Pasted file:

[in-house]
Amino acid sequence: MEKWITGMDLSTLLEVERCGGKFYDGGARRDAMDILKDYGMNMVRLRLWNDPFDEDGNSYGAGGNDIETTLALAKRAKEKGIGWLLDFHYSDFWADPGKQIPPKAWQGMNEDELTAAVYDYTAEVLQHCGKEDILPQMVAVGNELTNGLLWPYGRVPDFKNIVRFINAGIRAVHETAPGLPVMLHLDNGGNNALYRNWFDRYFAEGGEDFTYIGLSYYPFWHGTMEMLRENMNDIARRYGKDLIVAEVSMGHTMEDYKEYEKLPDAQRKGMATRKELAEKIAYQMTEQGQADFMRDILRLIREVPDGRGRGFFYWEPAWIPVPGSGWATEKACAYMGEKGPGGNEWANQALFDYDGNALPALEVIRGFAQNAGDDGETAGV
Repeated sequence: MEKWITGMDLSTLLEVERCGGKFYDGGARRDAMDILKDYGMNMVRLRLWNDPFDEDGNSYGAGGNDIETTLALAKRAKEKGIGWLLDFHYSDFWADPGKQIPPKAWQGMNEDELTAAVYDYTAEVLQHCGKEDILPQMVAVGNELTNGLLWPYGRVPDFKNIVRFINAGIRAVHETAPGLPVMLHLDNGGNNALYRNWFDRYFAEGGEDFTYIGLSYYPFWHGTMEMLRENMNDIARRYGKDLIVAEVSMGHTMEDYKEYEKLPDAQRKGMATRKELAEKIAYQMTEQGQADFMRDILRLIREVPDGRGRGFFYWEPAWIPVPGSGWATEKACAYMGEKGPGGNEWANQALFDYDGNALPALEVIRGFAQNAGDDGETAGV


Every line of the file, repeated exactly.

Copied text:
[in-house]
Amino acid sequence: MEKWITGMDLSTLLEVERCGGKFYDGGARRDAMDILKDYGMNMVRLRLWNDPFDEDGNSYGAGGNDIETTLALAKRAKEKGIGWLLDFHYSDFWADPGKQIPPKAWQGMNEDELTAAVYDYTAEVLQHCGKEDILPQMVAVGNELTNGLLWPYGRVPDFKNIVRFINAGIRAVHETAPGLPVMLHLDNGGNNALYRNWFDRYFAEGGEDFTYIGLSYYPFWHGTMEMLRENMNDIARRYGKDLIVAEVSMGHTMEDYKEYEKLPDAQRKGMATRKELAEKIAYQMTEQGQADFMRDILRLIREVPDGRGRGFFYWEPAWIPVPGSGWATEKACAYMGEKGPGGNEWANQALFDYDGNALPALEVIRGFAQNAGDDGETAGV
Repeated sequence: MEKWITGMDLSTLLEVERCGGKFYDGGARRDAMDILKDYGMNMVRLRLWNDPFDEDGNSYGAGGNDIETTLALAKRAKEKGIGWLLDFHYSDFWADPGKQIPPKAWQGMNEDELTAAVYDYTAEVLQHCGKEDILPQMVAVGNELTNGLLWPYGRVPDFKNIVRFINAGIRAVHETAPGLPVMLHLDNGGNNALYRNWFDRYFAEGGEDFTYIGLSYYPFWHGTMEMLRENMNDIARRYGKDLIVAEVSMGHTMEDYKEYEKLPDAQRKGMATRKELAEKIAYQMTEQGQADFMRDILRLIREVPDGRGRGFFYWEPAWIPVPGSGWATEKACAYMGEKGPGGNEWANQALFDYDGNALPALEVIRGFAQNAGDDGETAGV